I’m kicking myself over this book.

I bought a copy of this book nearly two years ago, when it was on sale at Audible.com. It sounded good (British historical fiction is one of my genres!), but I had a bunch of books on my To Be Read (TBR) pile, and it got shuffled down the list until I kind of forgot about it.

But then I was going through my Audible library to find a good book, and this was just sitting there – unread. I downloaded it, started it, and was immediately hooked! As soon as I finished it, I went to the site and used a full credit to buy the next one – because I so wanted to know what happened next!

Don’t make my mistake! If smart, independent women who kick ass, and who find equally smart, independent men to work with to solve mysteries in 1887 London is your thing – grab this! (If you are a butterfly collector, or a fan of science – that’s only going to help.)

A Curious Beginning (A Veronica Speedwell Mystery) “London, 1887. As the city prepares to celebrate Queen Victoria’s golden jubilee, Veronica Speedwell is marking a milestone of her own. After burying her spinster aunt, the orphaned Veronica is free to resume her world travels in pursuit of scientific inquiry—and the occasional romantic dalliance. As familiar with hunting butterflies as she is fending off admirers, Veronica wields her butterfly net and a sharpened hatpin with equal aplomb, and with her last connection to England now gone, she intends to embark upon the journey of a lifetime.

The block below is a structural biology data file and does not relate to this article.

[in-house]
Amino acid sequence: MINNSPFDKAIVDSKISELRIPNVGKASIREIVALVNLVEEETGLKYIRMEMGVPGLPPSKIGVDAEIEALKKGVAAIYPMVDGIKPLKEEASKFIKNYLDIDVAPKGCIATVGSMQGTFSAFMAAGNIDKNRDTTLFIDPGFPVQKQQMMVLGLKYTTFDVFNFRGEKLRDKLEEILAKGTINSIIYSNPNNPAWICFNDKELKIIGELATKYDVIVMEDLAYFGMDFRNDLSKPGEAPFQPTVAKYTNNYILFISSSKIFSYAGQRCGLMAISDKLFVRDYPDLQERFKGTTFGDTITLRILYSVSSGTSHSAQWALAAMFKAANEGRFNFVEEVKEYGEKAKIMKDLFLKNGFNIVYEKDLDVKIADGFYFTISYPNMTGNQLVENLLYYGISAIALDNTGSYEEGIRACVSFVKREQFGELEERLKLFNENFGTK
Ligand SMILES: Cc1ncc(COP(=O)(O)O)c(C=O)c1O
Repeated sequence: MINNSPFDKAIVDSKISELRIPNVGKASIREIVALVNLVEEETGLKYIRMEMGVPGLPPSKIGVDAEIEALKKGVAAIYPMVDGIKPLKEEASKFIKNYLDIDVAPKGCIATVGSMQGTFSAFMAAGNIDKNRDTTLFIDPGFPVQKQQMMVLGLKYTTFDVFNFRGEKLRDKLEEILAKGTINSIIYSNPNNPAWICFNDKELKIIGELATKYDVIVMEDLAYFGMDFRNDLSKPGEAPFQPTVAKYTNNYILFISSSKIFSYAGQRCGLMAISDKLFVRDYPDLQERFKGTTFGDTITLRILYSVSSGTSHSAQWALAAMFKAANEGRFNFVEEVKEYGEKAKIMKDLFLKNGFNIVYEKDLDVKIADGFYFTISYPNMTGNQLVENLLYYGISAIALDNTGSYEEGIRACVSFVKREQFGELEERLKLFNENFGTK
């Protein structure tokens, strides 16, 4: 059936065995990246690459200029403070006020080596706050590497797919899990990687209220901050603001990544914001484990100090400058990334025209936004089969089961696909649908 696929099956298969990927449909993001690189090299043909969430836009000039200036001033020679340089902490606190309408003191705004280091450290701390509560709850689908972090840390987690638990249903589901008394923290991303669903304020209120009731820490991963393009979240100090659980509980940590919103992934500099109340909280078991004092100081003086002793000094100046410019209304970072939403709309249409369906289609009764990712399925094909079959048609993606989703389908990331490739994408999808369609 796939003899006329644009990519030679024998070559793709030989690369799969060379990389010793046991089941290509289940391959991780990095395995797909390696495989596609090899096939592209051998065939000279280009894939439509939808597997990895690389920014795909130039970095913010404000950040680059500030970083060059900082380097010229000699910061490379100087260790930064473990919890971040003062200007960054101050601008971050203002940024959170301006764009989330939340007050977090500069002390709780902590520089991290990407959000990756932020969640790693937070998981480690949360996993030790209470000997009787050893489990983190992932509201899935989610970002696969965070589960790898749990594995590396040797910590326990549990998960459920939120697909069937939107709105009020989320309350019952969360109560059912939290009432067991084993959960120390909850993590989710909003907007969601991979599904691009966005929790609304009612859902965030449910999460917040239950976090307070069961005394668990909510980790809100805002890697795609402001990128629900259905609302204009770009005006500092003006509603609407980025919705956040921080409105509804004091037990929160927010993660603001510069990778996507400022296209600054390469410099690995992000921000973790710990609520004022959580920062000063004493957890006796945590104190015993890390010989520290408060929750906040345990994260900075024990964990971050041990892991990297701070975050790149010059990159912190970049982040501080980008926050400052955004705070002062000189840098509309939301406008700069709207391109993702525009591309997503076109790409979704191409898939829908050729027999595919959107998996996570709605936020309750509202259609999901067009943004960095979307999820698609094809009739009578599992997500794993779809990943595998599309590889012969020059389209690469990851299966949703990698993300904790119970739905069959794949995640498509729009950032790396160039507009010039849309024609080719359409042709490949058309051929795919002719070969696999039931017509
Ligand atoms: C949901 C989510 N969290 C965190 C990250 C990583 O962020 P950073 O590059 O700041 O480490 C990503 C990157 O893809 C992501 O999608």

But fate has other plans, as Veronica discovers when she thwarts her own abduction with the help of an enigmatic German baron with ties to her mysterious past. Promising to reveal in time what he knows of the plot against her, the baron offers her temporary sanctuary in the care of his friend Stoker—a reclusive natural historian as intriguing as he is bad-tempered. But before the baron can deliver on his tantalizing vow to reveal the secrets he has concealed for decades, he is found murdered. Suddenly Veronica and Stoker are forced to go on the run from an elusive assailant, wary partners in search of the villainous truth. “